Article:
It was the year 1982 when “The Clash of the Titans” arrived in Mexico; I was only 11 years old when I have a really cool experience while watching this movie. Next door neighbors worked at the movie theaters all their life. One day, I helped their patriarch picking up some trash bags; in exchanged, he invited me to watch that movie for free plus a tour to “behind the scenes” at thetheater. I really enjoyed the free popcorn and candies provided by staff, and of course the movie was great, but the coolest thing I experienced in that trip was the chance I had to go into the projector cabin.
Once inside the room, Mr. Victor explained step by step how they received the films and how everything is prepare for the show. Film was mounted on a superior spinning drum reel, passed it through a sprocket and the film created a semi loop before passing through the gate. This gate is where the light from the lamp behind passed through and picture goes into the lens, projecting the image. After that, film went into another sprocket and then through the sound drum where audio is been picked and amplified for the show. After that, film is rolled into a lower spinning drum reel.
When I told the story to all my classmates, I felt the coolest kid in school because I thought I knew all about the cinema industry. Few days ago, I got the same feeling during a field trip scheduled for the class to the AMC Mainstreet, located at 14th and Main in Kansas City, MO. On what it used to be the old Empire Theater, one of Kansas City’s original vaudeville palaces. Unfortunately, I also realized I’ve been leaving another mesofact; movies are no longer produced in film, they are digital.
The AMC Mainstreet features six digital screens; three of which will include dinner and drink service. Some of these rooms feature a coliseum style seating with rumble seats that I bet are excellent for new action movies. For the minute you walk in, the turret with fabulous light fixture like popcorn immediately get your attention. The catchiest phrases from the biggest hits are listed on the floor.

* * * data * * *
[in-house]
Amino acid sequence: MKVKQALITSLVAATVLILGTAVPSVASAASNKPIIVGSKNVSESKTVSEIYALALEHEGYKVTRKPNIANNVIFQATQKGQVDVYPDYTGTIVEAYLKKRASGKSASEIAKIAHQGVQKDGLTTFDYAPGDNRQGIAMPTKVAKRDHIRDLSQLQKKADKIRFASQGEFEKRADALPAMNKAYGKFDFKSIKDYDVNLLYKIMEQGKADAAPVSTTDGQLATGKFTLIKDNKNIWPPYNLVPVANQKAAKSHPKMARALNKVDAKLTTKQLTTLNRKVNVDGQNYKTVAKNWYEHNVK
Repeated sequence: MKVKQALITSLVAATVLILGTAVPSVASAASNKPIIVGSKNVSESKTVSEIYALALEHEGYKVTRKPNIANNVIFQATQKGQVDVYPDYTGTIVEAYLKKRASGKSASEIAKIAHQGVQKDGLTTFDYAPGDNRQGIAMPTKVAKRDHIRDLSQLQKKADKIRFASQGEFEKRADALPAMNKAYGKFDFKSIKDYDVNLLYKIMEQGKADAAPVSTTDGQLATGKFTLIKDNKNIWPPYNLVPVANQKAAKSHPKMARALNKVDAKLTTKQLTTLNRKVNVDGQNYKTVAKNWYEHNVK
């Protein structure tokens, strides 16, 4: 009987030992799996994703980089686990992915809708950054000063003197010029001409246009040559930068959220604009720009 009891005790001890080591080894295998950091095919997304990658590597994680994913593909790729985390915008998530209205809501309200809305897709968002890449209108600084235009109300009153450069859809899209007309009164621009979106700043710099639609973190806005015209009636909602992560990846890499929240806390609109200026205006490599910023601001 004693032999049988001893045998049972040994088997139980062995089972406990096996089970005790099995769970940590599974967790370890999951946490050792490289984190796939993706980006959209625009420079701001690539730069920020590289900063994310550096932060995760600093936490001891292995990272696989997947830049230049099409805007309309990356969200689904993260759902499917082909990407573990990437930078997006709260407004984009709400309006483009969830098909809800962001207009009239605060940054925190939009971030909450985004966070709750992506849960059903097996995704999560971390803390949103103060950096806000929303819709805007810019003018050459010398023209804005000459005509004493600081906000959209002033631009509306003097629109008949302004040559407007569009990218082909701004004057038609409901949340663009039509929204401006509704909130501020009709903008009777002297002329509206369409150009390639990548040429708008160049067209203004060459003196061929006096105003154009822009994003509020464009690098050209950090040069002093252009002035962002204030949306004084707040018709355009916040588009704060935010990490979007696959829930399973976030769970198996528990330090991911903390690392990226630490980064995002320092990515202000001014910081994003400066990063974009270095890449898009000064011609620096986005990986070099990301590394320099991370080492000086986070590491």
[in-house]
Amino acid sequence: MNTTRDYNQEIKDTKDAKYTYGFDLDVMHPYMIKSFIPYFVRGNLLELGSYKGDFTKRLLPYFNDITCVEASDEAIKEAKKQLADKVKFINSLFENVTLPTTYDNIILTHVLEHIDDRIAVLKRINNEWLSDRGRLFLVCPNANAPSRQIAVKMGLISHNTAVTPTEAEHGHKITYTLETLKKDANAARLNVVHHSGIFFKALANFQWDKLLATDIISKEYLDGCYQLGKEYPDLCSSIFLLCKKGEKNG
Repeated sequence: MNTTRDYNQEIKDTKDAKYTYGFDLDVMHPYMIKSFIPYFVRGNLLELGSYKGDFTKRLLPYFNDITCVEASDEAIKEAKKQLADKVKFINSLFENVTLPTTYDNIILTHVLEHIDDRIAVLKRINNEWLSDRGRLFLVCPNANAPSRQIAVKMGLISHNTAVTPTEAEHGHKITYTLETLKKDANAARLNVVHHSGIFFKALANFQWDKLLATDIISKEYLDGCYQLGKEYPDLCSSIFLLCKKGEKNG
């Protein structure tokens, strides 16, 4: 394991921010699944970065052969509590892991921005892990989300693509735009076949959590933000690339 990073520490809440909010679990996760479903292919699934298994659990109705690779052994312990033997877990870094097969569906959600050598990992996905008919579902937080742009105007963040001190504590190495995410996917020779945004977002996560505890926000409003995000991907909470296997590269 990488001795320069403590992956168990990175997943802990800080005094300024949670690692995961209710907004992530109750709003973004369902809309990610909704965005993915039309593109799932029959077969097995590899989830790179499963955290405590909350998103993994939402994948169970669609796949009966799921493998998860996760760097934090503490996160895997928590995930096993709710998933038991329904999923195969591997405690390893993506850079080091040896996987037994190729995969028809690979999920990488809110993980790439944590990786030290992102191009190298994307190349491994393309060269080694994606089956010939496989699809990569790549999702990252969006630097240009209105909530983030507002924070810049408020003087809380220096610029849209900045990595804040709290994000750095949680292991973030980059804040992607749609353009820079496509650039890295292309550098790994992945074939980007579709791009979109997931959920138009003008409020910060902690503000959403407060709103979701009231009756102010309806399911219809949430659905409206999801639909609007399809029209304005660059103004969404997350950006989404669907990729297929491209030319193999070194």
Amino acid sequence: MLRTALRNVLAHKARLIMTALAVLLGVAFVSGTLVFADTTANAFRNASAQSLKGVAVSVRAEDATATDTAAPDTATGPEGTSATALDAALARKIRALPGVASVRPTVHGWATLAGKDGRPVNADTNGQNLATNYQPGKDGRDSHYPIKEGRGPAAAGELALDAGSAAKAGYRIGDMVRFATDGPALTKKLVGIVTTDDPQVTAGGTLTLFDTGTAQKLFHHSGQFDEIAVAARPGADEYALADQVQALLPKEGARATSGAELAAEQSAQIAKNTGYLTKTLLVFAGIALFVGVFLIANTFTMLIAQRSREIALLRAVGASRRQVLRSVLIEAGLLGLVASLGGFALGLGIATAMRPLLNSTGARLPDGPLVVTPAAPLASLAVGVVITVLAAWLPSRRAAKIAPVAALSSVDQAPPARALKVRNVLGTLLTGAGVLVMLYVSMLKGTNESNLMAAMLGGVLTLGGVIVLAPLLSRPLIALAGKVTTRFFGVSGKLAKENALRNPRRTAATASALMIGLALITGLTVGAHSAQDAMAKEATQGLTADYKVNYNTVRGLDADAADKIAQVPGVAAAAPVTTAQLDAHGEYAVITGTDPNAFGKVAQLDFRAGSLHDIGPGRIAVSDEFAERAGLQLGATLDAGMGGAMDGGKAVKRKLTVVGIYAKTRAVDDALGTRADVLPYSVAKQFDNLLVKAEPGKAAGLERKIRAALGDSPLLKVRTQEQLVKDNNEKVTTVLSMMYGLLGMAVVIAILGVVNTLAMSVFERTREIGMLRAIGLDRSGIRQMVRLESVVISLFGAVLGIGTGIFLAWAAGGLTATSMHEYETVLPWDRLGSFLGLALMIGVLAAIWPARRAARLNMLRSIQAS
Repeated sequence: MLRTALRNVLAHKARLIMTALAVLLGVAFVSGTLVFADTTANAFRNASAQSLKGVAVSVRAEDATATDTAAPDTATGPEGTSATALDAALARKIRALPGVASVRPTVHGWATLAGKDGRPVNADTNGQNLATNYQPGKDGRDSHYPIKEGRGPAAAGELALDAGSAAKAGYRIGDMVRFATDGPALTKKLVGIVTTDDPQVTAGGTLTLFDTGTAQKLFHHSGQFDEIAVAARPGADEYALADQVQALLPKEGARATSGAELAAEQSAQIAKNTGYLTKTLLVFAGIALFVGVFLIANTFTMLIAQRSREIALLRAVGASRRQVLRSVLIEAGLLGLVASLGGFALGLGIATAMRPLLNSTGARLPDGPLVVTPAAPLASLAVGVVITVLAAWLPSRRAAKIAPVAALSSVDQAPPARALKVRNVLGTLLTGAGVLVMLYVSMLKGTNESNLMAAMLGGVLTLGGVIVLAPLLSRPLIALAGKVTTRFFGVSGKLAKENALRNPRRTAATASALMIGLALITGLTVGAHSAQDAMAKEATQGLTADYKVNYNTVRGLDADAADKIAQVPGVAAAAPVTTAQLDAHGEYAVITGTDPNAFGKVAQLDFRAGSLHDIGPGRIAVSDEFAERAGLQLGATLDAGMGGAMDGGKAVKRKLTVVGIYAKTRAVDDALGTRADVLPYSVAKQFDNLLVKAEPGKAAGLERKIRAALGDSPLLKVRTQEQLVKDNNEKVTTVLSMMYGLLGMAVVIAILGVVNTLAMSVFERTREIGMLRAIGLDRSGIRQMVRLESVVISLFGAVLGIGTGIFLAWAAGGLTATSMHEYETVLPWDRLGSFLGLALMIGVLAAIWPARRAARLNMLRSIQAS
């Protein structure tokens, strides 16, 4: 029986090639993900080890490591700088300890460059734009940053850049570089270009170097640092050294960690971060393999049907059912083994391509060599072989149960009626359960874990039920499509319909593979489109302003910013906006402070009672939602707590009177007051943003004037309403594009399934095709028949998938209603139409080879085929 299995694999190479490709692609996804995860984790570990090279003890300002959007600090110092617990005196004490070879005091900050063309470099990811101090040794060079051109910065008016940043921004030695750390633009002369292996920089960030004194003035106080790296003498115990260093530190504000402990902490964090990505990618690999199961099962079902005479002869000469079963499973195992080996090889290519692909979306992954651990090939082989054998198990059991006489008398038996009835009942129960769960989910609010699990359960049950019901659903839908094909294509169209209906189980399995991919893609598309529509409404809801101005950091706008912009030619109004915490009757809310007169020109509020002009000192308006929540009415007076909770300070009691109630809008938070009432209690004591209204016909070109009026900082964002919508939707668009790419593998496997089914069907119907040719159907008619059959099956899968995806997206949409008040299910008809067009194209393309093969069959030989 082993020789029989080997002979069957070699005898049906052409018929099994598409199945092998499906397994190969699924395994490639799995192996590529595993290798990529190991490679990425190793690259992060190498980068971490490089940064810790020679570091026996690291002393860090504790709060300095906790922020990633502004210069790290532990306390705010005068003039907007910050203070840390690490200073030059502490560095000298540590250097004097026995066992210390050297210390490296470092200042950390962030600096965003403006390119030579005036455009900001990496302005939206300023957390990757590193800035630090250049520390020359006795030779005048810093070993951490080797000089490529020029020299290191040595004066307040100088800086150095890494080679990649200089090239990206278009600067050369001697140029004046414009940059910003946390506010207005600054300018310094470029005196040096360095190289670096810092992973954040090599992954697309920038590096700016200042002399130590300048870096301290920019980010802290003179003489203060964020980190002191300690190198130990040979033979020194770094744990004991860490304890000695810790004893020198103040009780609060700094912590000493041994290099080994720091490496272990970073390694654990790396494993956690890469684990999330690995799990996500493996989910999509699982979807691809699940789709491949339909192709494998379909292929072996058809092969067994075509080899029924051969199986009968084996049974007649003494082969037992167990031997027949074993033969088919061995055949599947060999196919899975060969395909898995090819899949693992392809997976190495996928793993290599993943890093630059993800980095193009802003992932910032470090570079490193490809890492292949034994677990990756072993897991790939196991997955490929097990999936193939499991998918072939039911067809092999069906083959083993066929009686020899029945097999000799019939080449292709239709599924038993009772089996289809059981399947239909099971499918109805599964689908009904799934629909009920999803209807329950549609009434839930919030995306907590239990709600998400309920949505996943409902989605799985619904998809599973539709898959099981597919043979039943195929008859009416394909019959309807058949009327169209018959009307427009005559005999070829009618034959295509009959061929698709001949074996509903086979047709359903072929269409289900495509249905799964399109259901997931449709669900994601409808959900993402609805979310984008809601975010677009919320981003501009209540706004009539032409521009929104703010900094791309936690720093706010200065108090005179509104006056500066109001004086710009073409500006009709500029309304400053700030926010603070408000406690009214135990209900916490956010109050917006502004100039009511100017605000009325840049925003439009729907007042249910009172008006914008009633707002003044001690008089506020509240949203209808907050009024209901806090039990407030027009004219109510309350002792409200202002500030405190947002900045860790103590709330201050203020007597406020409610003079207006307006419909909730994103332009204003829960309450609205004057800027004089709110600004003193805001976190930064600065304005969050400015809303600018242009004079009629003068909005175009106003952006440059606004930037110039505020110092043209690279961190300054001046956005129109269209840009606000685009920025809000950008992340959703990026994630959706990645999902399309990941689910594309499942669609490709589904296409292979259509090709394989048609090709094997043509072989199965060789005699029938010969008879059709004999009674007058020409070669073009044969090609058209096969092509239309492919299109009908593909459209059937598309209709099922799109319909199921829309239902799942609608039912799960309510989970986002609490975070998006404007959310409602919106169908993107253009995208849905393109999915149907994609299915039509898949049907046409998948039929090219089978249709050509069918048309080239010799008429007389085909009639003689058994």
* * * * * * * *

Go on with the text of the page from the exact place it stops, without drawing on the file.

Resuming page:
Besides the nice architecture fixtures, the Marquee bar, the awarded bathrooms, and all the amenities in the building, the coolest thing was once we got into the projection rooms. My eyes got wide open when I saw the way film arrives to the building. A hard drive is delivered in a look-alike armored case; this hard drive is plugged via USB port to the projector. The manager has to make a phone call to get the digital key to decrypt the file where the movie is located. We also had the opportunity to see a 3D movie projecting. We were given an explanation on how the movie is projected using two lenses; like projecting the same movie twice but at the same time, this is what gives the 3D vision. We also were invited to see their library, and once again, I realized another mesofact, this was a digital library. Their library room consists of two servers where digital movies are stored; these servers are also connected via network to the small servers on each projection room. This way, if they have the need to project an old hit, they don’t have to wait for the look-alike armored box to arrive with the hard drive.
We were told that all the film industry is backing digital projectors, first because dramatically improve the picture and sound quality, while also reduced the cost of shipping film reels. The experienced lived in this field trip is something is going to stay with me for some time, just as the experienced lived when I was eleven years old. But something is true, all these years living in a mesofact about movies, makes me wonder how the film industry will changed in the next decade, if film was replaced by digital, how is digital going to be replaced by?